Members of the Esquimalt Chamber of Commerce listen as Const. Kevin Lastiwka offers tips for preventing break-ins and shoplifting. (Nina Grossman/News Staff)

Members of the Esquimalt Chamber of Commerce listen as Const. Kevin Lastiwka offers tips for preventing break-ins and shoplifting. (Nina Grossman/News Staff)

VicPD help Esquimalt businesses avoid becoming victims of crime

Townhall meeting teaches businesses about safety and prevention

The Victoria Police Department wants to get ahead of crime by preventing it before it happens.

That’s why members of the Esquimalt Chamber of Commerce gathered last Thursday evening to listen as officers explained steps they can take to protect their businesses.

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It’s timely because of fraud prevention month, said Chris Edley, president of the Esquimalt Chamber of Commerce.

“But I know that a lot of local businesses have been hit up in one way or another by different types of credit card fraud, and there’s been some small robberies and things like that,” he added. “So awareness of how to prevent that kind of thing and be on your toes is good practice and good business.”

Chamber members learned everything from best practices for preventing crime to how to act during a robbery.

“Do not try and be a hero,” said VicPD Const. Kevin Lastiwka. “But trust your instincts.”

Chief Del Manak said the force aims to get ahead of crime, giving the community tips before they are victimized.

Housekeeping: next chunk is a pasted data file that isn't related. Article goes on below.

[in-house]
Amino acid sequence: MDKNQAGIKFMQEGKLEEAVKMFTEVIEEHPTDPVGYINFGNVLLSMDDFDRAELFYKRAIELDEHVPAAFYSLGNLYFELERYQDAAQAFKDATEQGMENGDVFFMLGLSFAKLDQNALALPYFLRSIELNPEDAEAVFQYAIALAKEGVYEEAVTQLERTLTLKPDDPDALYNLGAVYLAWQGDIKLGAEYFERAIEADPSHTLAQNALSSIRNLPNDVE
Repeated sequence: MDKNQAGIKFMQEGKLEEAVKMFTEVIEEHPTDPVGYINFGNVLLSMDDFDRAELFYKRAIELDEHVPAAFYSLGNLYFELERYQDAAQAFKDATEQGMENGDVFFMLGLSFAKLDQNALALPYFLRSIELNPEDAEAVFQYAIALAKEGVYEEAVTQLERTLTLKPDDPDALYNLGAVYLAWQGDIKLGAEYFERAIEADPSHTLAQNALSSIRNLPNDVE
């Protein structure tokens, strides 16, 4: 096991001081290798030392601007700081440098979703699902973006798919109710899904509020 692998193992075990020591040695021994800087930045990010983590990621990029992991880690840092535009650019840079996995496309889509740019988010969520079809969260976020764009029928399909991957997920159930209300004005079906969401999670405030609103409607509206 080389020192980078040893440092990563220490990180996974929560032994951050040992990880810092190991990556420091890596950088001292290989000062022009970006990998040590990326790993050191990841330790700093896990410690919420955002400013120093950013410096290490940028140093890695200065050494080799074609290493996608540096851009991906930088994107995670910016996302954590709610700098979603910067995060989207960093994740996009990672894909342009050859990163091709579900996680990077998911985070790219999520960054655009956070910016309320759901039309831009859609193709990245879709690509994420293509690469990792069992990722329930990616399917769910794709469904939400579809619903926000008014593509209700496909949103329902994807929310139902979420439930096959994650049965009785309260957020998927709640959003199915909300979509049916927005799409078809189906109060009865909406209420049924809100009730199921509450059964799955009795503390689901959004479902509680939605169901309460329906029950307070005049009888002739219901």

“It’s about talking to our business owners and giving them some tips on how they can make sure their businesses are run in a way that is going to be productive,” he said.

Business owners were told to trust their gut and be aware of people who ‘looked suspicious.’

When asked if that type of language could promote profiling, Manak said “it’s not stereotyping anyone who might be coming into your business, it’s providing good customer service.

“A lot of this is common sense principles of safety and prevention, like making sure you’re not counting cash or money in plain view [and] setting yourself up to be a victim,” he added. “Because a lot of times when we’re conducting our day to day business, many people don’t pay attention to their actions and what they’re doing and how they actually are operating unsafely.”

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nina.grossman@blackpress.ca

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